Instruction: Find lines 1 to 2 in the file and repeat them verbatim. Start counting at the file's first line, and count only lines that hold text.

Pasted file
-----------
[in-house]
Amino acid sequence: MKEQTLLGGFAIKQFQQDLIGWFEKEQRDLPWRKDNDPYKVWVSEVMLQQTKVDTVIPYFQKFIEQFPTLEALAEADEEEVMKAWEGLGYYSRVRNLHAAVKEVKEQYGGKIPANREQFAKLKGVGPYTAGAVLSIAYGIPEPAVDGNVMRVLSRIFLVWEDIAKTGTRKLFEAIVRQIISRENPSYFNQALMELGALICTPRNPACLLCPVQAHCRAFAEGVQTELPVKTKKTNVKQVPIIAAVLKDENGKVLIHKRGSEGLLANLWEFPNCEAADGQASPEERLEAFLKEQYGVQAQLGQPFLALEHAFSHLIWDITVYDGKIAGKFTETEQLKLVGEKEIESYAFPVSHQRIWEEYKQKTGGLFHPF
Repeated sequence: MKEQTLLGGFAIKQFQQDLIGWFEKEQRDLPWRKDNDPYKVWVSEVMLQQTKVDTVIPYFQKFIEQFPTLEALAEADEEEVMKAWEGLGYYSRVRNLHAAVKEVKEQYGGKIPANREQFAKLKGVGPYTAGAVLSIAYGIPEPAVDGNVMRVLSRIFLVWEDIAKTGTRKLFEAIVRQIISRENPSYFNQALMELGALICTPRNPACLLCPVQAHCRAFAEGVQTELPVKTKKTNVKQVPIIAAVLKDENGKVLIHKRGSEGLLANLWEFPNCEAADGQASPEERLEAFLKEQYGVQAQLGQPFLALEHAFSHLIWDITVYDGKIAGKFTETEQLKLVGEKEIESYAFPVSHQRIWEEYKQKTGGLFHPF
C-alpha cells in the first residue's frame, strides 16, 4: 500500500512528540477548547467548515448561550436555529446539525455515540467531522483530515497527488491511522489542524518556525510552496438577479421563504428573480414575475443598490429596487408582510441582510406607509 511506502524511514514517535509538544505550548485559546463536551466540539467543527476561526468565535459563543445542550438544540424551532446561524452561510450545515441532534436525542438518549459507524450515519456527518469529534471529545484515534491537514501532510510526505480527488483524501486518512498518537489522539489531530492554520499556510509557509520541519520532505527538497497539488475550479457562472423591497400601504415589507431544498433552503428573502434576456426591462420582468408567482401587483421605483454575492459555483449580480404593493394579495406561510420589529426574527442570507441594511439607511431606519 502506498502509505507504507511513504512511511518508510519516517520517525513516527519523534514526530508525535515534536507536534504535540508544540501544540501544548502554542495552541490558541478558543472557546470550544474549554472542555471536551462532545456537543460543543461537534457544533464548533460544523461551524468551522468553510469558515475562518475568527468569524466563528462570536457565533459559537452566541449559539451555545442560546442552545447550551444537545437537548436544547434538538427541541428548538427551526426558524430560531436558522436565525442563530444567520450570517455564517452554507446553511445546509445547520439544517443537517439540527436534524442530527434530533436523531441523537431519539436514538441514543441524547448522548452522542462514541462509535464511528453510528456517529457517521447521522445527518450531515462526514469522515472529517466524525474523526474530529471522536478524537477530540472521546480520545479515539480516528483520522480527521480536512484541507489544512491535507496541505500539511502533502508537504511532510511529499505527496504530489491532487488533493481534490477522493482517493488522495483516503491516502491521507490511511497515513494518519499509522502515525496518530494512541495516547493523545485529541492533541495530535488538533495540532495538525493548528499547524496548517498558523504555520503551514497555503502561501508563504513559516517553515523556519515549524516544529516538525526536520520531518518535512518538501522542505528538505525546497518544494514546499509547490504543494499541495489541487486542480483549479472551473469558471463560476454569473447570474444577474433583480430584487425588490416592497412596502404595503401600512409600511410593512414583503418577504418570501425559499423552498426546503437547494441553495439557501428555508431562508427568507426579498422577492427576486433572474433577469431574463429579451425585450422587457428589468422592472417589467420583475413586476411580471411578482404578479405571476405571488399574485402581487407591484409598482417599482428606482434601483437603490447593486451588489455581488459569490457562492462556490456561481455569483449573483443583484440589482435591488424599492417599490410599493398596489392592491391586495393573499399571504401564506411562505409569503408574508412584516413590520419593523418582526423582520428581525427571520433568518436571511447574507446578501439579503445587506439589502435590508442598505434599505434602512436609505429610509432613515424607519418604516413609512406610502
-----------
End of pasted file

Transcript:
[in-house]
Amino acid sequence: MKEQTLLGGFAIKQFQQDLIGWFEKEQRDLPWRKDNDPYKVWVSEVMLQQTKVDTVIPYFQKFIEQFPTLEALAEADEEEVMKAWEGLGYYSRVRNLHAAVKEVKEQYGGKIPANREQFAKLKGVGPYTAGAVLSIAYGIPEPAVDGNVMRVLSRIFLVWEDIAKTGTRKLFEAIVRQIISRENPSYFNQALMELGALICTPRNPACLLCPVQAHCRAFAEGVQTELPVKTKKTNVKQVPIIAAVLKDENGKVLIHKRGSEGLLANLWEFPNCEAADGQASPEERLEAFLKEQYGVQAQLGQPFLALEHAFSHLIWDITVYDGKIAGKFTETEQLKLVGEKEIESYAFPVSHQRIWEEYKQKTGGLFHPF